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How Resident Evil 2 helped Keiji Inafune become the indie dev he is today


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Back in the mid-90s, now acclaimed Japanese developer Shinji Mikami was passionately toiling away on the first game in a soon-to-be hit franchise: Resident Evil. It was to be published by Capcom, but the company had reservations about the new intellectual property -- so much so that it nearly canned the project outright. Ex-Capcom global head of production Keiji Inafune recalled his side of the story during an impassioned GDC 2012 speech yesterday.

Inafune claims he watched from the outside as Capcom's support for Resident Evil faded, and while he worked on other titles within the same company. Mikami fought for the fledgling game, eventually getting it published for Sony's PlayStation. The rest, of course, is zombie-ridden history.

When Capcom began work on a sequel, Inafune says he got himself involved in a production role. "While Mikami focused on the game, as the producer, it was my mission to sell this title to as many people around the world," he said to a room full of attendees. But with the massive success of the first RE title, Inafune's role as salesman was relegated to a cake walk. "With my previous title Mega Man Legends, it was pretty challenging to even book a round of press appointments. No one was interested in hearing about a new Mega Man title," Inafune said. "However, the scenario was completely different with RE2. Once we announced the project, the requests poured in."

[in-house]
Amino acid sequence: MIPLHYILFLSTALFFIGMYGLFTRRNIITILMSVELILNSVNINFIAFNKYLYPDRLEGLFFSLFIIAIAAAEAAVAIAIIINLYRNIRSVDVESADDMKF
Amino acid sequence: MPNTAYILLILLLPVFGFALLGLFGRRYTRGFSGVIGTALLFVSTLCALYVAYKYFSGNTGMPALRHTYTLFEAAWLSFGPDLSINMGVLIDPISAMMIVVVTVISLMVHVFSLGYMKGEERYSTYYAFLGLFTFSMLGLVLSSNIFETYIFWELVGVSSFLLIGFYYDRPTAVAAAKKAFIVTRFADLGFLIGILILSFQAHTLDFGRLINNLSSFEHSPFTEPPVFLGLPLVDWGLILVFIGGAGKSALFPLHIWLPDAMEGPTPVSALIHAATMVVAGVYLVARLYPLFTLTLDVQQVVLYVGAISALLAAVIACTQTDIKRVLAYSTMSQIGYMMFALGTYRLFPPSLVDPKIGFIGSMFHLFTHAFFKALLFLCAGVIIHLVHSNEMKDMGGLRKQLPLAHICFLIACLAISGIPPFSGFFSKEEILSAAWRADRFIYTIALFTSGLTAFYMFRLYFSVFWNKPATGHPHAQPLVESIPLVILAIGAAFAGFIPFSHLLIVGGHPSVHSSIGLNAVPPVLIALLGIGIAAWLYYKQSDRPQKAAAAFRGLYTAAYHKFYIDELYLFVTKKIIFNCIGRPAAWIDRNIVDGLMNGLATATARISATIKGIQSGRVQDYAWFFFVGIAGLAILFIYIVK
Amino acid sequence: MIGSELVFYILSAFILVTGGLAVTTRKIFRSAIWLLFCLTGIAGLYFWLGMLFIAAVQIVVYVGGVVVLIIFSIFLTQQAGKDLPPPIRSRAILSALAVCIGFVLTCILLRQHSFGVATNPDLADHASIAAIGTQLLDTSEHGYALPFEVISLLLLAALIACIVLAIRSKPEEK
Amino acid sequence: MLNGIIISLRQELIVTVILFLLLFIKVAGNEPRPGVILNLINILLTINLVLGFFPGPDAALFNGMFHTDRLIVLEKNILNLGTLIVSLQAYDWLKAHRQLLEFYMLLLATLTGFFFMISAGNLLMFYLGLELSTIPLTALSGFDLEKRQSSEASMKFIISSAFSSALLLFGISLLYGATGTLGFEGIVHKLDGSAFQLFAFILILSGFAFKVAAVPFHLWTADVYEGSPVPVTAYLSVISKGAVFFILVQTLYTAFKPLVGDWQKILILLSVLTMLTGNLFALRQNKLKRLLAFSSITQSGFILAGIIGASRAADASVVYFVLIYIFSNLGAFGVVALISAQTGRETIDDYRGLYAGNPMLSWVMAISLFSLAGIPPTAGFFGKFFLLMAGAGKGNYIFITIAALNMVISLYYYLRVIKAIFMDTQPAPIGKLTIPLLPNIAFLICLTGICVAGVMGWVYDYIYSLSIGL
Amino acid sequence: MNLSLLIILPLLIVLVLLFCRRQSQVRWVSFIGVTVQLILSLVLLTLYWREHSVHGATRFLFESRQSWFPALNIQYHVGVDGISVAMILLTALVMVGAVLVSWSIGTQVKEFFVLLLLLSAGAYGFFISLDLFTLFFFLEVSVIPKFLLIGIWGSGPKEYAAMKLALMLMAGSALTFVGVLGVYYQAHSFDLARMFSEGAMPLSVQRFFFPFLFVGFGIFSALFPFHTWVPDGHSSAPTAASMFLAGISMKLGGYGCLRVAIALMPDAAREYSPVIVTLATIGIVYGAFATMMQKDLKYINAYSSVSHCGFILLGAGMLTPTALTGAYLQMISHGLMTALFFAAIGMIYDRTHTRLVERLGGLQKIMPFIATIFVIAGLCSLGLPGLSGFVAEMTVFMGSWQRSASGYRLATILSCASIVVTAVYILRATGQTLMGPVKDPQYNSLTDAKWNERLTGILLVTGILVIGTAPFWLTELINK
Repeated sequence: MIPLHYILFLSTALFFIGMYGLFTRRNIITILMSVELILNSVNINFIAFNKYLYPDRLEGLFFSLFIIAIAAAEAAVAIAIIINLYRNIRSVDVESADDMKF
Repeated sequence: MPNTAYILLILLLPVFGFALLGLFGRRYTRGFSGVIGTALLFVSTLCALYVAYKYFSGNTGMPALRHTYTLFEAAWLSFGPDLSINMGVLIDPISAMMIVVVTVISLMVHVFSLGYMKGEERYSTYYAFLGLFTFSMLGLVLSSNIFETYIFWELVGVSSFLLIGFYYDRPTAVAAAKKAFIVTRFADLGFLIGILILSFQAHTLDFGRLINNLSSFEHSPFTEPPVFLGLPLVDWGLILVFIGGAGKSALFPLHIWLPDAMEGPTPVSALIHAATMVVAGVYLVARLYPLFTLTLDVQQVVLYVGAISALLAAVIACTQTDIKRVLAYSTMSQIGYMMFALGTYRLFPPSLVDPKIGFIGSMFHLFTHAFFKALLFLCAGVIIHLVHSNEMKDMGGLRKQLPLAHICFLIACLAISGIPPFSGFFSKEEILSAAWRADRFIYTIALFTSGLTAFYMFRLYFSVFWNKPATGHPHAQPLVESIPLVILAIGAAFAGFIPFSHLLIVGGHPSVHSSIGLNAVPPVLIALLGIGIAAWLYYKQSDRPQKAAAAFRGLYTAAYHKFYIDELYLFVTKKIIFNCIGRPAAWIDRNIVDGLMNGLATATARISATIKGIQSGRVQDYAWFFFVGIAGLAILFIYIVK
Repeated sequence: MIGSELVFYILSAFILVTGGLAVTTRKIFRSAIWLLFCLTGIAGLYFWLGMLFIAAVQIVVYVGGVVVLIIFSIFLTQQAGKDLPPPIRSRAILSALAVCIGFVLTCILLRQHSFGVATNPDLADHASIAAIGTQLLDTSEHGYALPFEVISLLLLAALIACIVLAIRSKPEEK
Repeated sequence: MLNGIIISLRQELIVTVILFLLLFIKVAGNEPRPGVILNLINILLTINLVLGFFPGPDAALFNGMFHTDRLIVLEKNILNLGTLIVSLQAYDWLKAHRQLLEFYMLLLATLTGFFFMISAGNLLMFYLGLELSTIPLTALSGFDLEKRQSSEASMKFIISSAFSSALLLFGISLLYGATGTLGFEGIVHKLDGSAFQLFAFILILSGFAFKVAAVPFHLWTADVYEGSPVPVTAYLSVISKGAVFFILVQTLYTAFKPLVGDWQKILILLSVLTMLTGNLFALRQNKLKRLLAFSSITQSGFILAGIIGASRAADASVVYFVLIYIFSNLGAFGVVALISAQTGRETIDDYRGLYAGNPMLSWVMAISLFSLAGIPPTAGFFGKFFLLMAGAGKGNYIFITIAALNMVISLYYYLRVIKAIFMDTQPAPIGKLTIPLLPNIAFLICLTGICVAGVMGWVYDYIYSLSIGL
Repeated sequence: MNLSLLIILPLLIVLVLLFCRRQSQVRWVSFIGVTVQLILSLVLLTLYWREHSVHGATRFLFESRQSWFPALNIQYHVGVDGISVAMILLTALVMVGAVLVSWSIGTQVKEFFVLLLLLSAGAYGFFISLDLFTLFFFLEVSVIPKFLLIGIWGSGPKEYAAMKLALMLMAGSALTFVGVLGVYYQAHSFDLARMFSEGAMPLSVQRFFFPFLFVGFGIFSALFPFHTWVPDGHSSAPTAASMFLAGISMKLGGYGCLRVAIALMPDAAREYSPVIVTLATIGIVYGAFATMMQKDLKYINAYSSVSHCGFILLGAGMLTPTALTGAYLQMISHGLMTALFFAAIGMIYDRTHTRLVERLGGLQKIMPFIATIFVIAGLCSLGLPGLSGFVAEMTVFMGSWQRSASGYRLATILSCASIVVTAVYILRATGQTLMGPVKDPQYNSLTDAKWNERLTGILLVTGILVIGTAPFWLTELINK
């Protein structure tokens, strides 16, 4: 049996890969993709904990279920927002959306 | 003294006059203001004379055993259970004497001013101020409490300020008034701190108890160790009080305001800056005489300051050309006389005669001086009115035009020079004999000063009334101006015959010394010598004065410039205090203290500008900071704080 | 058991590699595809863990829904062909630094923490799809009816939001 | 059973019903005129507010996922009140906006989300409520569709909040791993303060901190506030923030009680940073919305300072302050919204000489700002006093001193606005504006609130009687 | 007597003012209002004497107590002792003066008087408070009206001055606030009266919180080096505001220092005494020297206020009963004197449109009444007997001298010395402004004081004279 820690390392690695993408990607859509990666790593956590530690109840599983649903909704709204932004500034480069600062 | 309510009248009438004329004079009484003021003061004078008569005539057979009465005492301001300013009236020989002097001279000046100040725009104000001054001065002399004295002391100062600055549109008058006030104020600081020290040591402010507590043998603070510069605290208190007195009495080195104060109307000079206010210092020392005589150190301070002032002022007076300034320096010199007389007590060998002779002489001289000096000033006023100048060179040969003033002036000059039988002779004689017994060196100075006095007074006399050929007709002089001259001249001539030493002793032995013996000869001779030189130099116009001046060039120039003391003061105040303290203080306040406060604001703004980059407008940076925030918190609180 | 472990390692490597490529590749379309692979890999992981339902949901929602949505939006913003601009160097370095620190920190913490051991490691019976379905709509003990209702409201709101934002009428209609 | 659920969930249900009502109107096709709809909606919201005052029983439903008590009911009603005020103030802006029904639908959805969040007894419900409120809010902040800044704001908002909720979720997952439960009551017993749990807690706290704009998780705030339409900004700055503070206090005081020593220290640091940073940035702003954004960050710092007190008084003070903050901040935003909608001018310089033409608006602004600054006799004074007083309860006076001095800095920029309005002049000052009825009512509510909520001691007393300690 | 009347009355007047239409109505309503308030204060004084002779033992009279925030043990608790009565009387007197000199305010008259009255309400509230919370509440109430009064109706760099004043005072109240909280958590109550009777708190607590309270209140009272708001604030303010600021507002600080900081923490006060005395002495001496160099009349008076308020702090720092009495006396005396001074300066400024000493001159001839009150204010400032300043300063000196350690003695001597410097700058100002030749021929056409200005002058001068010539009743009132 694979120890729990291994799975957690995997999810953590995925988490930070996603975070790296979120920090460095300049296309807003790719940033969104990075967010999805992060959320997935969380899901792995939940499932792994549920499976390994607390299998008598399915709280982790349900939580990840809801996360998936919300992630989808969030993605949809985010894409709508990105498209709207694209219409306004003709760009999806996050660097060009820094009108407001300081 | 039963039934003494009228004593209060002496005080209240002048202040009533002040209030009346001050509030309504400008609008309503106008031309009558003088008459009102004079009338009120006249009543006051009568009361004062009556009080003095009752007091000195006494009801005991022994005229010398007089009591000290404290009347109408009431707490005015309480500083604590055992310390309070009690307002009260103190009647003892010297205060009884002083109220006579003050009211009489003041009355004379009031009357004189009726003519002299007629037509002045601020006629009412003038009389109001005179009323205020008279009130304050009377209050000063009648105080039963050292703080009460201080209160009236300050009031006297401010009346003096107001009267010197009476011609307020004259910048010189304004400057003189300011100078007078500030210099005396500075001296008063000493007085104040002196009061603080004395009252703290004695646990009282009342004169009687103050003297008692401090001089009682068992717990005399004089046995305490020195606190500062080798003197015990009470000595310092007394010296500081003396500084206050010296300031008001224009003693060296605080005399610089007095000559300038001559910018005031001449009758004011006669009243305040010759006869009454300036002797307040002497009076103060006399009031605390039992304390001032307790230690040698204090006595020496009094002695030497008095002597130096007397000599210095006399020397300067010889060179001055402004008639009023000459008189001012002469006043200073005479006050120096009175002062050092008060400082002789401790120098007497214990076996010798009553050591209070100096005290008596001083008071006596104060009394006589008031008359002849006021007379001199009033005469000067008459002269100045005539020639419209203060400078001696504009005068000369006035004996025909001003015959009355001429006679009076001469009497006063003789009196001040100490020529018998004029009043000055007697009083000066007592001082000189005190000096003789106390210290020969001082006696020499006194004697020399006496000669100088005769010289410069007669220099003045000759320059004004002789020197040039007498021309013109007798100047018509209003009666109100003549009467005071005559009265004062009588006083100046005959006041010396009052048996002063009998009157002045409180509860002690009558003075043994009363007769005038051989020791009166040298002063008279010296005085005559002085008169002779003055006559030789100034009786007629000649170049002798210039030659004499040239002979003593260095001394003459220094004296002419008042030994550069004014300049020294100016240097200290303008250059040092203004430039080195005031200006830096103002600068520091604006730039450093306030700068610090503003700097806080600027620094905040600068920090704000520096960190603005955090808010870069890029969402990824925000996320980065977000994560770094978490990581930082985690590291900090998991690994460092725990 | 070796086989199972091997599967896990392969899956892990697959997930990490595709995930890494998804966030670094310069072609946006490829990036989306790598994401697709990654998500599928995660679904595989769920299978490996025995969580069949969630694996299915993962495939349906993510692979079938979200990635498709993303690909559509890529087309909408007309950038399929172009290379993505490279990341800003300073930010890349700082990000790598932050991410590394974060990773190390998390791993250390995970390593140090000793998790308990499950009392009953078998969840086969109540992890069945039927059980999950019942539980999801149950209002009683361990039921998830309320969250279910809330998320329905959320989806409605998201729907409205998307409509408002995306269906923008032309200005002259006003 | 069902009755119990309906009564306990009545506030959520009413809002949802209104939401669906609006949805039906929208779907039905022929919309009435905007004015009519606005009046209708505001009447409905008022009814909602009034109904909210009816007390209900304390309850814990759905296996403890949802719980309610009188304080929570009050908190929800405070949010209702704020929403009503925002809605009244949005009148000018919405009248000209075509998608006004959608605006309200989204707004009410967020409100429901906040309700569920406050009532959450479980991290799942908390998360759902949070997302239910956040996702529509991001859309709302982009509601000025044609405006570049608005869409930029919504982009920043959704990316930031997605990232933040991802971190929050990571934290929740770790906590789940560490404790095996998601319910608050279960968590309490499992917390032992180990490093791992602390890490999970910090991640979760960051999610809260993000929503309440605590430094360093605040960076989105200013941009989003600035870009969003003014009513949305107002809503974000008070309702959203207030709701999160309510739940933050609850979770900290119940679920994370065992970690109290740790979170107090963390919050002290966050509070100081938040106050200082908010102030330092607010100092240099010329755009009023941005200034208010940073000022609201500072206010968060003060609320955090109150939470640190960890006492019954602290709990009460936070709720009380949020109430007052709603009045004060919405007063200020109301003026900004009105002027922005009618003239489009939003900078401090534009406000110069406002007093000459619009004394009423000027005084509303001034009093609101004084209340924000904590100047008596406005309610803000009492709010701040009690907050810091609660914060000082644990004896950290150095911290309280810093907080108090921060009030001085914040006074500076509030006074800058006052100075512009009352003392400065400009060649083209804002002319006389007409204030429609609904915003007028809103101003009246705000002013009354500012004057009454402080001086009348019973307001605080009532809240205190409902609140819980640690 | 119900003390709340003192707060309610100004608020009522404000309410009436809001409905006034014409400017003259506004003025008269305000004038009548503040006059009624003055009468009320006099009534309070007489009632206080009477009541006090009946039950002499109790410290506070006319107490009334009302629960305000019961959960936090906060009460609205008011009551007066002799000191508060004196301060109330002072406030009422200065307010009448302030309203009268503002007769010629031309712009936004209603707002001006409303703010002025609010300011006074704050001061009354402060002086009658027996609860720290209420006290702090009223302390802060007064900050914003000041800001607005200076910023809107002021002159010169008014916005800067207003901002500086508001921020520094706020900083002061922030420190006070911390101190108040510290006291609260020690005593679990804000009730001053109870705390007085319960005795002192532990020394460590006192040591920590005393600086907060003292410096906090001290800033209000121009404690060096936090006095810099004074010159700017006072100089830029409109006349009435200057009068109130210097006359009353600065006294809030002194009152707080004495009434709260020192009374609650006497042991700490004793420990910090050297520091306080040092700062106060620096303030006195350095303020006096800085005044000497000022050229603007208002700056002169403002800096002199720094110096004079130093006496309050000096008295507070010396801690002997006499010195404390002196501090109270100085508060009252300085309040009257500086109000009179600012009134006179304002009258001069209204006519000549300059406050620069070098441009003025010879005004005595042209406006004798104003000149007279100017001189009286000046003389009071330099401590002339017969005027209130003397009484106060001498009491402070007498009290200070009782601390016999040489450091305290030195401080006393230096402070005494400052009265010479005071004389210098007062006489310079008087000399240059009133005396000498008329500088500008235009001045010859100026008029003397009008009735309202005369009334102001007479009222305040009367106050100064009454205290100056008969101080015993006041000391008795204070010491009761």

Like most folks, Inafune was happy to have his job made easier for him. But as a passionate creator, Inafune quickly realized he had just "jumped on the bandwagon" without truly earning his cushy position. "If you don't get your hands dirty, you'll never be able to understand the nitty gritty details," he said. "If it weren't for my previous experience and lessons that I learned through Mega Man Legends, I could've seemed to come off as pretentious having just joined the Resident Evil 2 team. This is why I say that thanks to RE2, this is who I am today."

So, who is Keiji Inafune today? He's the guy who, after 23 years with Capcom, suddenly struck out on his own and formed two new companies: Comcept and Intercept. "A year ago, I chose the hard road. I could've stayed at Capcom and taken the easy route. And I'm sure it would've been fairly easy, at least temporarily," Inafune said. "If I told myself that work is work and my situation was good enough, I could've easily continued on this path. But I realized that's not what I wanted. I said goodbye to 900 of my staff, left the building at Capcom, and formed a new company with a very small group of people (just 20). I knew it was the right thing to do. I'm confident."

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